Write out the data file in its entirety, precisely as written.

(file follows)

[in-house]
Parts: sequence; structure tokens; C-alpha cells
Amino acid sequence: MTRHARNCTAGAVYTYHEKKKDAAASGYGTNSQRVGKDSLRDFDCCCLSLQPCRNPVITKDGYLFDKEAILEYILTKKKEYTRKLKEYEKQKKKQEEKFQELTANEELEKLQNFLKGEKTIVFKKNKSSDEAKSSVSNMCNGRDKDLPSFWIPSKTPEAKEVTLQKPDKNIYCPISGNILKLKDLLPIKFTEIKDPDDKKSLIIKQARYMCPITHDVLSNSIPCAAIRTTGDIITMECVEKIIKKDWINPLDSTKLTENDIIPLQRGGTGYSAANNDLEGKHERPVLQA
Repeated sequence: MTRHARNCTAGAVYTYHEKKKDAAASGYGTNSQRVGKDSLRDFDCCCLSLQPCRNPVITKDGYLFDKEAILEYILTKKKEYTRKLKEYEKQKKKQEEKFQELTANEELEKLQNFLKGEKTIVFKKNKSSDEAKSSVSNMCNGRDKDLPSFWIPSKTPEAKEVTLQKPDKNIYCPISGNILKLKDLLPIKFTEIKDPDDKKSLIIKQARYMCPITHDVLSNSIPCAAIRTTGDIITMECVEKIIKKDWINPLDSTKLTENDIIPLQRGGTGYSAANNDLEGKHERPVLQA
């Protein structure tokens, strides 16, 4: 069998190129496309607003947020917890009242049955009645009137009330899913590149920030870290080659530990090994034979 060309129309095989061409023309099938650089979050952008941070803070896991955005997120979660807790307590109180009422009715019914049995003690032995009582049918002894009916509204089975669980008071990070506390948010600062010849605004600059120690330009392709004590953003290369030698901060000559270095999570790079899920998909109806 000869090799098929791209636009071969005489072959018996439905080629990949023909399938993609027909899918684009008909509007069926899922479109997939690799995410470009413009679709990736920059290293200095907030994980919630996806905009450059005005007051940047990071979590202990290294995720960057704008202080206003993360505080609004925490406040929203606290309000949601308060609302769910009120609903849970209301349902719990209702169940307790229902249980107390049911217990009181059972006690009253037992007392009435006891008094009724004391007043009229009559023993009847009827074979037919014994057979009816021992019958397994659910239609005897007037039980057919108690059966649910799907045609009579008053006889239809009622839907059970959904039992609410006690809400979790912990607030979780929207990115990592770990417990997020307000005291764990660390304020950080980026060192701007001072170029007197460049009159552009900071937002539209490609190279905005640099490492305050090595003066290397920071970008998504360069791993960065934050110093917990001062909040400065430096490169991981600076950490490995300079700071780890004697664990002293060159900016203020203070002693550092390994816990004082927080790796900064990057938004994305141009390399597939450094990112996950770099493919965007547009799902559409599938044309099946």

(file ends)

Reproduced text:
[in-house]
Parts: sequence; structure tokens; C-alpha cells
Amino acid sequence: MTRHARNCTAGAVYTYHEKKKDAAASGYGTNSQRVGKDSLRDFDCCCLSLQPCRNPVITKDGYLFDKEAILEYILTKKKEYTRKLKEYEKQKKKQEEKFQELTANEELEKLQNFLKGEKTIVFKKNKSSDEAKSSVSNMCNGRDKDLPSFWIPSKTPEAKEVTLQKPDKNIYCPISGNILKLKDLLPIKFTEIKDPDDKKSLIIKQARYMCPITHDVLSNSIPCAAIRTTGDIITMECVEKIIKKDWINPLDSTKLTENDIIPLQRGGTGYSAANNDLEGKHERPVLQA
Repeated sequence: MTRHARNCTAGAVYTYHEKKKDAAASGYGTNSQRVGKDSLRDFDCCCLSLQPCRNPVITKDGYLFDKEAILEYILTKKKEYTRKLKEYEKQKKKQEEKFQELTANEELEKLQNFLKGEKTIVFKKNKSSDEAKSSVSNMCNGRDKDLPSFWIPSKTPEAKEVTLQKPDKNIYCPISGNILKLKDLLPIKFTEIKDPDDKKSLIIKQARYMCPITHDVLSNSIPCAAIRTTGDIITMECVEKIIKKDWINPLDSTKLTENDIIPLQRGGTGYSAANNDLEGKHERPVLQA
């Protein structure tokens, strides 16, 4: 069998190129496309607003947020917890009242049955009645009137009330899913590149920030870290080659530990090994034979 060309129309095989061409023309099938650089979050952008941070803070896991955005997120979660807790307590109180009422009715019914049995003690032995009582049918002894009916509204089975669980008071990070506390948010600062010849605004600059120690330009392709004590953003290369030698901060000559270095999570790079899920998909109806 000869090799098929791209636009071969005489072959018996439905080629990949023909399938993609027909899918684009008909509007069926899922479109997939690799995410470009413009679709990736920059290293200095907030994980919630996806905009450059005005007051940047990071979590202990290294995720960057704008202080206003993360505080609004925490406040929203606290309000949601308060609302769910009120609903849970209301349902719990209702169940307790229902249980107390049911217990009181059972006690009253037992007392009435006891008094009724004391007043009229009559023993009847009827074979037919014994057979009816021992019958397994659910239609005897007037039980057919108690059966649910799907045609009579008053006889239809009622839907059970959904039992609410006690809400979790912990607030979780929207990115990592770990417990997020307000005291764990660390304020950080980026060192701007001072170029007197460049009159552009900071937002539209490609190279905005640099490492305050090595003066290397920071970008998504360069791993960065934050110093917990001062909040400065430096490169991981600076950490490995300079700071780890004697664990002293060159900016203020203070002693550092390994816990004082927080790796900064990057938004994305141009390399597939450094990112996950770099493919965007547009799902559409599938044309099946």